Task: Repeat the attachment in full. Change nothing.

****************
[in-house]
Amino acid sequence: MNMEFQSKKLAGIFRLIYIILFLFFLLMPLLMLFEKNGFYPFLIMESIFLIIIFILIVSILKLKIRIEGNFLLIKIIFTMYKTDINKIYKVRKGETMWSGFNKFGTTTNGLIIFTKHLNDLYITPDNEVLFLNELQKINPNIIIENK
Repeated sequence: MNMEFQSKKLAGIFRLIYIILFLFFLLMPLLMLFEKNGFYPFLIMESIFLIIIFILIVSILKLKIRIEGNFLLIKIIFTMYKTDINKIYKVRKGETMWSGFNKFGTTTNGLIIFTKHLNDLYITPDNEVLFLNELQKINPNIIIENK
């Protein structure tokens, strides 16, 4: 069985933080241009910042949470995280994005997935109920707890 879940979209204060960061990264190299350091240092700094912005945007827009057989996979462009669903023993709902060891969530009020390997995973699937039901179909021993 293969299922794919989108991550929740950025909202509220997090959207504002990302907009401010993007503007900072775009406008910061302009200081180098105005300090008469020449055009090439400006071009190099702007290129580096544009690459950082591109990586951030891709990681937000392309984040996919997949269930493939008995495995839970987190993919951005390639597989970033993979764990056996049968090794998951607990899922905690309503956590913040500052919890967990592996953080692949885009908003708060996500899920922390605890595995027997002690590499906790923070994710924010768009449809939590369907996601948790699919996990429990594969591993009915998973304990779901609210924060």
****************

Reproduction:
[in-house]
Amino acid sequence: MNMEFQSKKLAGIFRLIYIILFLFFLLMPLLMLFEKNGFYPFLIMESIFLIIIFILIVSILKLKIRIEGNFLLIKIIFTMYKTDINKIYKVRKGETMWSGFNKFGTTTNGLIIFTKHLNDLYITPDNEVLFLNELQKINPNIIIENK
Repeated sequence: MNMEFQSKKLAGIFRLIYIILFLFFLLMPLLMLFEKNGFYPFLIMESIFLIIIFILIVSILKLKIRIEGNFLLIKIIFTMYKTDINKIYKVRKGETMWSGFNKFGTTTNGLIIFTKHLNDLYITPDNEVLFLNELQKINPNIIIENK
């Protein structure tokens, strides 16, 4: 069985933080241009910042949470995280994005997935109920707890 879940979209204060960061990264190299350091240092700094912005945007827009057989996979462009669903023993709902060891969530009020390997995973699937039901179909021993 293969299922794919989108991550929740950025909202509220997090959207504002990302907009401010993007503007900072775009406008910061302009200081180098105005300090008469020449055009090439400006071009190099702007290129580096544009690459950082591109990586951030891709990681937000392309984040996919997949269930493939008995495995839970987190993919951005390639597989970033993979764990056996049968090794998951607990899922905690309503956590913040500052919890967990592996953080692949885009908003708060996500899920922390605890595995027997002690590499906790923070994710924010768009449809939590369907996601948790699919996990429990594969591993009915998973304990779901609210924060």